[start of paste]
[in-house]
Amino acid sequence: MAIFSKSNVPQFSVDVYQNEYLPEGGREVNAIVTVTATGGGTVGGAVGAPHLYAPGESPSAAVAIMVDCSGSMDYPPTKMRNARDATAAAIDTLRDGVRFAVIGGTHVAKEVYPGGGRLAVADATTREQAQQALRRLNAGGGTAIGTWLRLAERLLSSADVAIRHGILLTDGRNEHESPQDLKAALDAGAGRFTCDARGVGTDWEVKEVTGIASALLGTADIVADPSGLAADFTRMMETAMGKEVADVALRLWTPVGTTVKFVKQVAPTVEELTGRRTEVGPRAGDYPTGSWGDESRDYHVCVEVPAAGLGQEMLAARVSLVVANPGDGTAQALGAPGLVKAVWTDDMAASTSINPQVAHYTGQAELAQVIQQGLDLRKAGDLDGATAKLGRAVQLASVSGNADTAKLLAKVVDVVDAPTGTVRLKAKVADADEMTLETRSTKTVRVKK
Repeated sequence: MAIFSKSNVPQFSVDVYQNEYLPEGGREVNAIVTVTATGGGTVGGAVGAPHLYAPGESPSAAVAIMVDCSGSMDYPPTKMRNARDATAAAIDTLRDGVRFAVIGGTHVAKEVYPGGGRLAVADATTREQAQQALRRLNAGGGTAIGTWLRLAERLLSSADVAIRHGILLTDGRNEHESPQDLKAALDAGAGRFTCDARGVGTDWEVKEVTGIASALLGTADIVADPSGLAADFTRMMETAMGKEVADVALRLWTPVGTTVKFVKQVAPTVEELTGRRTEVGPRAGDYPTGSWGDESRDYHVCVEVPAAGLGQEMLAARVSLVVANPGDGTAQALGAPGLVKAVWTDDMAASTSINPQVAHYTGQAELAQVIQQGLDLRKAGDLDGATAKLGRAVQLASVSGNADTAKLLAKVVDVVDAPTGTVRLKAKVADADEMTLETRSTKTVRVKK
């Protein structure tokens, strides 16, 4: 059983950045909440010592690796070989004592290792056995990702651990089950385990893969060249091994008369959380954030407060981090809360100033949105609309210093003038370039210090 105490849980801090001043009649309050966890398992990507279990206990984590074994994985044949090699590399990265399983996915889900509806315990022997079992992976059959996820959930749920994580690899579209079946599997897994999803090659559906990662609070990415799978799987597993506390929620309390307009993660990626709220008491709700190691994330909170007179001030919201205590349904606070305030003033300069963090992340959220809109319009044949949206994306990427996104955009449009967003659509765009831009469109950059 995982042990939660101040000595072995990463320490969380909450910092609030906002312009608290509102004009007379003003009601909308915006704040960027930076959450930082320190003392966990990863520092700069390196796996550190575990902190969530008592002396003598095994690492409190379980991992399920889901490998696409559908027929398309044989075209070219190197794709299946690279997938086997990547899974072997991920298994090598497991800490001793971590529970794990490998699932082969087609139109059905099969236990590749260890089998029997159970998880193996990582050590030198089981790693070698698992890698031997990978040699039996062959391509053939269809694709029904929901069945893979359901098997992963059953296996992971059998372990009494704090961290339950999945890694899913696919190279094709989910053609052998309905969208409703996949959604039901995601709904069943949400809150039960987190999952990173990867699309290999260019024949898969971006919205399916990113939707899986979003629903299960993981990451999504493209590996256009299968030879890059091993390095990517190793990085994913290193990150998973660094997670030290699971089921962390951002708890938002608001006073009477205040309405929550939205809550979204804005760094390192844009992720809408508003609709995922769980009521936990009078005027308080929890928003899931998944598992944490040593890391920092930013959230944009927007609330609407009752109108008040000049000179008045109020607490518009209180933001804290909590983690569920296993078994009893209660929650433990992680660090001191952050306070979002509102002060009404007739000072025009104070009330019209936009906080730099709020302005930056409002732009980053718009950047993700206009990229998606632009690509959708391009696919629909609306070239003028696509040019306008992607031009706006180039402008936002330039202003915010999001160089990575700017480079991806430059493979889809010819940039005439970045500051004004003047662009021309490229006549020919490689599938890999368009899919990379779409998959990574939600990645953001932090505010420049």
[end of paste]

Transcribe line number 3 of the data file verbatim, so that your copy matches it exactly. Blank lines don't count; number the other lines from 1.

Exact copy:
Repeated sequence: MAIFSKSNVPQFSVDVYQNEYLPEGGREVNAIVTVTATGGGTVGGAVGAPHLYAPGESPSAAVAIMVDCSGSMDYPPTKMRNARDATAAAIDTLRDGVRFAVIGGTHVAKEVYPGGGRLAVADATTREQAQQALRRLNAGGGTAIGTWLRLAERLLSSADVAIRHGILLTDGRNEHESPQDLKAALDAGAGRFTCDARGVGTDWEVKEVTGIASALLGTADIVADPSGLAADFTRMMETAMGKEVADVALRLWTPVGTTVKFVKQVAPTVEELTGRRTEVGPRAGDYPTGSWGDESRDYHVCVEVPAAGLGQEMLAARVSLVVANPGDGTAQALGAPGLVKAVWTDDMAASTSINPQVAHYTGQAELAQVIQQGLDLRKAGDLDGATAKLGRAVQLASVSGNADTAKLLAKVVDVVDAPTGTVRLKAKVADADEMTLETRSTKTVRVKK